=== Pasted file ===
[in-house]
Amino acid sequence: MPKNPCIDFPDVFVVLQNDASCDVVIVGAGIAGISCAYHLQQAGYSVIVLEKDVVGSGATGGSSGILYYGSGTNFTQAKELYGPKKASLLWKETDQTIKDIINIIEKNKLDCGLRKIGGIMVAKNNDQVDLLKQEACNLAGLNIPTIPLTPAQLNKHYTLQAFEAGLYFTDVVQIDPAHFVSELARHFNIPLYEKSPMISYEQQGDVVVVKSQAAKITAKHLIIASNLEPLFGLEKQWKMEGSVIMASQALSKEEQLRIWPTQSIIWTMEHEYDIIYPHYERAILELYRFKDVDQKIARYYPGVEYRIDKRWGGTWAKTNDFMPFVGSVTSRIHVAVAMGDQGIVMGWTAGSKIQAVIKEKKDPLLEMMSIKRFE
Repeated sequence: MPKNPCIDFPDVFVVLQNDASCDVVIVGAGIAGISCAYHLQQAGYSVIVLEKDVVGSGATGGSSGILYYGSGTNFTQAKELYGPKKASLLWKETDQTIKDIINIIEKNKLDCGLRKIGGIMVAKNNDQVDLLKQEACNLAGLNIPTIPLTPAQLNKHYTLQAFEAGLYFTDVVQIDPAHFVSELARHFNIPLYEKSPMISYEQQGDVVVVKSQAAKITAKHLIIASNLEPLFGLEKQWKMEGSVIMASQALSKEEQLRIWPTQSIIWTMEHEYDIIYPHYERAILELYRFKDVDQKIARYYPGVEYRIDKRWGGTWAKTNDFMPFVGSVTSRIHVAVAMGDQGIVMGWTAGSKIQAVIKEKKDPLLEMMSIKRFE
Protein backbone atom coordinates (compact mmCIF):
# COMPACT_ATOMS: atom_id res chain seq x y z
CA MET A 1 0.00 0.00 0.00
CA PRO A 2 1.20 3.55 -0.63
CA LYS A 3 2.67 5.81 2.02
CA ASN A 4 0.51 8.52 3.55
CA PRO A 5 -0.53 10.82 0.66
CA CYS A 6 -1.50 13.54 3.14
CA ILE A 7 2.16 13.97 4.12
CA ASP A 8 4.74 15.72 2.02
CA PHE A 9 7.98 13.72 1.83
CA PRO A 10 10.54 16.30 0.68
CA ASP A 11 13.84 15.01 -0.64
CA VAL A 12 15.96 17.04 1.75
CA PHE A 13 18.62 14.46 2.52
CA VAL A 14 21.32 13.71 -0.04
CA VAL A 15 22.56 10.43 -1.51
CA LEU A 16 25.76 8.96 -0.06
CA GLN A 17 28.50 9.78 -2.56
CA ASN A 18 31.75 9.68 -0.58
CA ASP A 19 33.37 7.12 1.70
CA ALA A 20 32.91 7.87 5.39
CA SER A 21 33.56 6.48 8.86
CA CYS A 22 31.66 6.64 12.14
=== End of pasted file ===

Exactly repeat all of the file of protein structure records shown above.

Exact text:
[in-house]
Amino acid sequence: MPKNPCIDFPDVFVVLQNDASCDVVIVGAGIAGISCAYHLQQAGYSVIVLEKDVVGSGATGGSSGILYYGSGTNFTQAKELYGPKKASLLWKETDQTIKDIINIIEKNKLDCGLRKIGGIMVAKNNDQVDLLKQEACNLAGLNIPTIPLTPAQLNKHYTLQAFEAGLYFTDVVQIDPAHFVSELARHFNIPLYEKSPMISYEQQGDVVVVKSQAAKITAKHLIIASNLEPLFGLEKQWKMEGSVIMASQALSKEEQLRIWPTQSIIWTMEHEYDIIYPHYERAILELYRFKDVDQKIARYYPGVEYRIDKRWGGTWAKTNDFMPFVGSVTSRIHVAVAMGDQGIVMGWTAGSKIQAVIKEKKDPLLEMMSIKRFE
Repeated sequence: MPKNPCIDFPDVFVVLQNDASCDVVIVGAGIAGISCAYHLQQAGYSVIVLEKDVVGSGATGGSSGILYYGSGTNFTQAKELYGPKKASLLWKETDQTIKDIINIIEKNKLDCGLRKIGGIMVAKNNDQVDLLKQEACNLAGLNIPTIPLTPAQLNKHYTLQAFEAGLYFTDVVQIDPAHFVSELARHFNIPLYEKSPMISYEQQGDVVVVKSQAAKITAKHLIIASNLEPLFGLEKQWKMEGSVIMASQALSKEEQLRIWPTQSIIWTMEHEYDIIYPHYERAILELYRFKDVDQKIARYYPGVEYRIDKRWGGTWAKTNDFMPFVGSVTSRIHVAVAMGDQGIVMGWTAGSKIQAVIKEKKDPLLEMMSIKRFE
Protein backbone atom coordinates (compact mmCIF):
# COMPACT_ATOMS: atom_id res chain seq x y z
CA MET A 1 0.00 0.00 0.00
CA PRO A 2 1.20 3.55 -0.63
CA LYS A 3 2.67 5.81 2.02
CA ASN A 4 0.51 8.52 3.55
CA PRO A 5 -0.53 10.82 0.66
CA CYS A 6 -1.50 13.54 3.14
CA ILE A 7 2.16 13.97 4.12
CA ASP A 8 4.74 15.72 2.02
CA PHE A 9 7.98 13.72 1.83
CA PRO A 10 10.54 16.30 0.68
CA ASP A 11 13.84 15.01 -0.64
CA VAL A 12 15.96 17.04 1.75
CA PHE A 13 18.62 14.46 2.52
CA VAL A 14 21.32 13.71 -0.04
CA VAL A 15 22.56 10.43 -1.51
CA LEU A 16 25.76 8.96 -0.06
CA GLN A 17 28.50 9.78 -2.56
CA ASN A 18 31.75 9.68 -0.58
CA ASP A 19 33.37 7.12 1.70
CA ALA A 20 32.91 7.87 5.39
CA SER A 21 33.56 6.48 8.86
CA CYS A 22 31.66 6.64 12.14